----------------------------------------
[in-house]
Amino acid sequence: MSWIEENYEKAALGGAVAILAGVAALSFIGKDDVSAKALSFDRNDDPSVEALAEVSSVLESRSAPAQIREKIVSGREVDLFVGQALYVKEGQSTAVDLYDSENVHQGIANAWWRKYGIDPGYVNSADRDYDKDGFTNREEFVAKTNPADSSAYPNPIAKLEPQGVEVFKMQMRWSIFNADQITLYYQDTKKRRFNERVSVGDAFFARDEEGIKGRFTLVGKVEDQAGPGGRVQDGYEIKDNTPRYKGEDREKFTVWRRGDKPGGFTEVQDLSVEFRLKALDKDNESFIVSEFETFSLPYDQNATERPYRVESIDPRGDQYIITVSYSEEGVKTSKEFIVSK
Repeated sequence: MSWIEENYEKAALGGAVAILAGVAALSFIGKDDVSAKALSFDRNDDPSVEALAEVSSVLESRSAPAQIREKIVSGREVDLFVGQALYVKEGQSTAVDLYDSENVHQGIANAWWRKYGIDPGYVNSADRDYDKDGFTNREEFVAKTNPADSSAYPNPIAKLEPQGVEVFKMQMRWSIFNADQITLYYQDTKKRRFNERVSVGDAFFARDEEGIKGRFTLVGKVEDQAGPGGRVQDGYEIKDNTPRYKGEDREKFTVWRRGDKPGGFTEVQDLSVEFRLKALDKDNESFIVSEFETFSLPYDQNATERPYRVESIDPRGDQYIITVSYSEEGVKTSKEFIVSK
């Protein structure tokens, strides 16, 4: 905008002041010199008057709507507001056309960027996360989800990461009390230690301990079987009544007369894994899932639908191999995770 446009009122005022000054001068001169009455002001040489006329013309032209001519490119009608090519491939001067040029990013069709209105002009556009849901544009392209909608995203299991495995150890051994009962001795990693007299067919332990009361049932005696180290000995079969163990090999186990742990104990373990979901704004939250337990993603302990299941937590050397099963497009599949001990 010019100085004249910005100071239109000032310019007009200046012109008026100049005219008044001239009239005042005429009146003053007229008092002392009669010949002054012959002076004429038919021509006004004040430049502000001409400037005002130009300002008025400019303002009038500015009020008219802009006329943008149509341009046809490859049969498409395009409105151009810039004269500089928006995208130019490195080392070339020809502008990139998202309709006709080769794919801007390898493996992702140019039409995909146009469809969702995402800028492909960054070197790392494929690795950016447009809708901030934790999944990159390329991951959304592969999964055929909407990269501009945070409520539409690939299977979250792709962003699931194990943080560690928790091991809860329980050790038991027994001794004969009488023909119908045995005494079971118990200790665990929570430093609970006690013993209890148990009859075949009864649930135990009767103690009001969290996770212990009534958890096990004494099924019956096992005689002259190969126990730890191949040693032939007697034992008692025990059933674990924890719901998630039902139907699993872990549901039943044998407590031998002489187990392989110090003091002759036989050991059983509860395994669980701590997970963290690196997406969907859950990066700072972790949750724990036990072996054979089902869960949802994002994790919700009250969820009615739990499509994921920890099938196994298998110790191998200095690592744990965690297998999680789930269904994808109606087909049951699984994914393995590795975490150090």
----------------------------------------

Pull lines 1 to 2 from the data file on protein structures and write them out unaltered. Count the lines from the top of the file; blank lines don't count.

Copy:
[in-house]
Amino acid sequence: MSWIEENYEKAALGGAVAILAGVAALSFIGKDDVSAKALSFDRNDDPSVEALAEVSSVLESRSAPAQIREKIVSGREVDLFVGQALYVKEGQSTAVDLYDSENVHQGIANAWWRKYGIDPGYVNSADRDYDKDGFTNREEFVAKTNPADSSAYPNPIAKLEPQGVEVFKMQMRWSIFNADQITLYYQDTKKRRFNERVSVGDAFFARDEEGIKGRFTLVGKVEDQAGPGGRVQDGYEIKDNTPRYKGEDREKFTVWRRGDKPGGFTEVQDLSVEFRLKALDKDNESFIVSEFETFSLPYDQNATERPYRVESIDPRGDQYIITVSYSEEGVKTSKEFIVSK